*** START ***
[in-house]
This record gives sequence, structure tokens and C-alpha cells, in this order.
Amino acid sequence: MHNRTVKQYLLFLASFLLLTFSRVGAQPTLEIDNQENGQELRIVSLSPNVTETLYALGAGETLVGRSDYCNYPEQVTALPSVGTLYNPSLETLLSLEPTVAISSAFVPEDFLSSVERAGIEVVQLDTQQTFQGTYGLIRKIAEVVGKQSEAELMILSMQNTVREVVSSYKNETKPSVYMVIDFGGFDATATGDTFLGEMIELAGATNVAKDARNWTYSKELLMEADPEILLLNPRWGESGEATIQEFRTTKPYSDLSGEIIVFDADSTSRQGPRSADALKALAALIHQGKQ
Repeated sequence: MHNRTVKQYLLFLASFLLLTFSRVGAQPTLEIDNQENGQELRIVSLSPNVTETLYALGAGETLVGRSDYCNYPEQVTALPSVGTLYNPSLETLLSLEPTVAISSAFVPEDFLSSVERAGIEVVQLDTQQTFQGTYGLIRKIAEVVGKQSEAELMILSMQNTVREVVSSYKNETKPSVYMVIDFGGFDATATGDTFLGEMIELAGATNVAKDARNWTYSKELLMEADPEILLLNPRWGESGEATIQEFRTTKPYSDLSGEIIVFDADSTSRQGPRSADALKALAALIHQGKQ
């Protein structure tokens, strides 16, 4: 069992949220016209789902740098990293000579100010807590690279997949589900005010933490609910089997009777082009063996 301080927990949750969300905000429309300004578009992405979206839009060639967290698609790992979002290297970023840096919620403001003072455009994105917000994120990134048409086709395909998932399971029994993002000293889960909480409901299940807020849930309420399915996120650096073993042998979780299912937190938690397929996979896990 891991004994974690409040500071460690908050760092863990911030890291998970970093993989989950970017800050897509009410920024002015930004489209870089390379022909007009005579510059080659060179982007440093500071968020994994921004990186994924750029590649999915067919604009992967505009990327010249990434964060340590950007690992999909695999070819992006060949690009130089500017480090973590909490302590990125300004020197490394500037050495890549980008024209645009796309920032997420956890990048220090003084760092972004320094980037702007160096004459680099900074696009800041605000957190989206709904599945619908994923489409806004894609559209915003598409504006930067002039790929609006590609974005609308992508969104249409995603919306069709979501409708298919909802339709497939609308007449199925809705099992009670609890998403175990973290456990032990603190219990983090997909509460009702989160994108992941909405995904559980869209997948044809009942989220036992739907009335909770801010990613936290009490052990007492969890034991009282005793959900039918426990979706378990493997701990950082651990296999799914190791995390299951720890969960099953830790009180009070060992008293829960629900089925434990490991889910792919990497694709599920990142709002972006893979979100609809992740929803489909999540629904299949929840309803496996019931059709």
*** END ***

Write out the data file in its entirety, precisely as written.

[in-house]
This record gives sequence, structure tokens and C-alpha cells, in this order.
Amino acid sequence: MHNRTVKQYLLFLASFLLLTFSRVGAQPTLEIDNQENGQELRIVSLSPNVTETLYALGAGETLVGRSDYCNYPEQVTALPSVGTLYNPSLETLLSLEPTVAISSAFVPEDFLSSVERAGIEVVQLDTQQTFQGTYGLIRKIAEVVGKQSEAELMILSMQNTVREVVSSYKNETKPSVYMVIDFGGFDATATGDTFLGEMIELAGATNVAKDARNWTYSKELLMEADPEILLLNPRWGESGEATIQEFRTTKPYSDLSGEIIVFDADSTSRQGPRSADALKALAALIHQGKQ
Repeated sequence: MHNRTVKQYLLFLASFLLLTFSRVGAQPTLEIDNQENGQELRIVSLSPNVTETLYALGAGETLVGRSDYCNYPEQVTALPSVGTLYNPSLETLLSLEPTVAISSAFVPEDFLSSVERAGIEVVQLDTQQTFQGTYGLIRKIAEVVGKQSEAELMILSMQNTVREVVSSYKNETKPSVYMVIDFGGFDATATGDTFLGEMIELAGATNVAKDARNWTYSKELLMEADPEILLLNPRWGESGEATIQEFRTTKPYSDLSGEIIVFDADSTSRQGPRSADALKALAALIHQGKQ
């Protein structure tokens, strides 16, 4: 069992949220016209789902740098990293000579100010807590690279997949589900005010933490609910089997009777082009063996 301080927990949750969300905000429309300004578009992405979206839009060639967290698609790992979002290297970023840096919620403001003072455009994105917000994120990134048409086709395909998932399971029994993002000293889960909480409901299940807020849930309420399915996120650096073993042998979780299912937190938690397929996979896990 891991004994974690409040500071460690908050760092863990911030890291998970970093993989989950970017800050897509009410920024002015930004489209870089390379022909007009005579510059080659060179982007440093500071968020994994921004990186994924750029590649999915067919604009992967505009990327010249990434964060340590950007690992999909695999070819992006060949690009130089500017480090973590909490302590990125300004020197490394500037050495890549980008024209645009796309920032997420956890990048220090003084760092972004320094980037702007160096004459680099900074696009800041605000957190989206709904599945619908994923489409806004894609559209915003598409504006930067002039790929609006590609974005609308992508969104249409995603919306069709979501409708298919909802339709497939609308007449199925809705099992009670609890998403175990973290456990032990603190219990983090997909509460009702989160994108992941909405995904559980869209997948044809009942989220036992739907009335909770801010990613936290009490052990007492969890034991009282005793959900039918426990979706378990493997701990950082651990296999799914190791995390299951720890969960099953830790009180009070060992008293829960629900089925434990490991889910792919990497694709599920990142709002972006893979979100609809992740929803489909999540629904299949929840309803496996019931059709």